How are feminist themes represented in On Beauty by Zadie Smith?

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Lori Steinbach | High School Teacher | (Level 3) Distinguished Educator

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On Beauty by Zadie Smith is full of thematic issues. In this novel Smith clearly (and powerfully) comments on academia, class, political views, and sexuality; in the midst of all these things is the discussion of women: their roles in society, the expectations placed on them, and their self-doubts. Each of the women in this novel demonstrate aspects of these elements. 

Kiki is Howard Belsey's wife, and she is a grand woman, overweight and grounded in family and love. She is a professional woman (a hospital administrator) and is connected to her husband's academic career at Wellington, as well. When she discovers that her husband has been cheating on her, she forgives him--until she realizes his transgression was not a one-time "slip-up." She then allows Howard to live in the house but without any marital privileges. It is obvious she still loves him, but she cannot abide his cheating. 

Despite her husband's and son's disdain of the Kipps, Kiki is drawn to Carlene Kipps, a woman who lives a primarily domestic life. Carlene is "the ideal 'stay-at-home' Christian Mom." Perhaps because she is a rather mysterious woman, Carlene is revered by others. She tells Kiki that her goal in life is to care for her husband and children. Kiki, in contrast, believes her job is to do what is best for the family but only as it suits what is best for her, too.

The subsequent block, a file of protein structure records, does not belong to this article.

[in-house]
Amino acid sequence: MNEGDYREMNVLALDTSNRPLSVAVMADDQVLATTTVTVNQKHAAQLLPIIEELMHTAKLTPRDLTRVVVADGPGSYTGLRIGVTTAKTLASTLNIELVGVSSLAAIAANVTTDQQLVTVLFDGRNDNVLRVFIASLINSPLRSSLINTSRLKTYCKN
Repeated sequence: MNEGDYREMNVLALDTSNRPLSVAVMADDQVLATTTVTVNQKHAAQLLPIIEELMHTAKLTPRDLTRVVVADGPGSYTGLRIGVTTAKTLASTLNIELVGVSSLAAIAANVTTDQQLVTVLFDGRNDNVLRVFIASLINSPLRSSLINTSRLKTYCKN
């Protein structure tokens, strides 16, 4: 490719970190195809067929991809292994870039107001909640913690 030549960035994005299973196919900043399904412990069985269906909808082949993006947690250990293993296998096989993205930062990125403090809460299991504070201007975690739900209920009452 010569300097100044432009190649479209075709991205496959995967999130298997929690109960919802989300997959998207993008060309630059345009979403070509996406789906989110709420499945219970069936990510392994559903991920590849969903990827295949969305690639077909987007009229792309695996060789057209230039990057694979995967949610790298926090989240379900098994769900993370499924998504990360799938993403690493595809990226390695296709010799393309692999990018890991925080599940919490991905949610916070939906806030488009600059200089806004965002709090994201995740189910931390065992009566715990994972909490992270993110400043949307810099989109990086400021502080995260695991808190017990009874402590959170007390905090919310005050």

It is interesting to note that the daughters of both women are not particularly virtuous women. Victoria Kipps is quite promiscuous, even begging Howard Belsey to make love to her after her mother's funeral. Zora Belsey is manipulative and uses her father's affair--along with some guilt and some veiled threats--to force her way into a class. Later she misinterprets Carl's flirtation as love. Both girls have a rather skewed view of love and self-respect, so neither type of mother was particularly successful at instilling their views into their daughters.

Both women try, however. Zora is never content with her appearance. 

This was why Kiki had dreaded having girls: she knew she wouldn't be able to protect them from self-disgust. To that end she had tried banning television in the early years, and never had a lipstick or a woman's magazine crossed the threshold of the Belsey home to Kiki's knowledge, but these and other precautionary measures had made no difference. It was in the air, or so it seemed to Kiki, this hatred of women and their bodies--it seeped in with every draught in the house; people brought it home on their shoes, they breathed it in off their newspapers. There was no way to control it. 

Kiki is a conundrum of feminist and anti-feminist ideals. Though she is a career woman, Kiki is the embodiment of domestic life. Her ancestors were slaves, yet she and her family are living in a home which her mother bequeathed to them. Eventually she moves out of the house because of Howard's cheating ways and seems to be doing quite well for herself. At the end, however, it seems as if Kiki is going to relent and resume her marriage (or at least the relationship), as she sits in a lecture Howard is giving with an adoring look on her face. 

Carlene is also an interesting blend of feminist views. On the one hand, she is a purely domestic woman; on the other, she treasures a painting of Erzulie, a voodoo goddess--and bequeaths it to Kiki in her will. Though it is not explicitly stated, we infer that the sale of this painting is what allows Kiki to live a comfortable life after she leaves Howard. 

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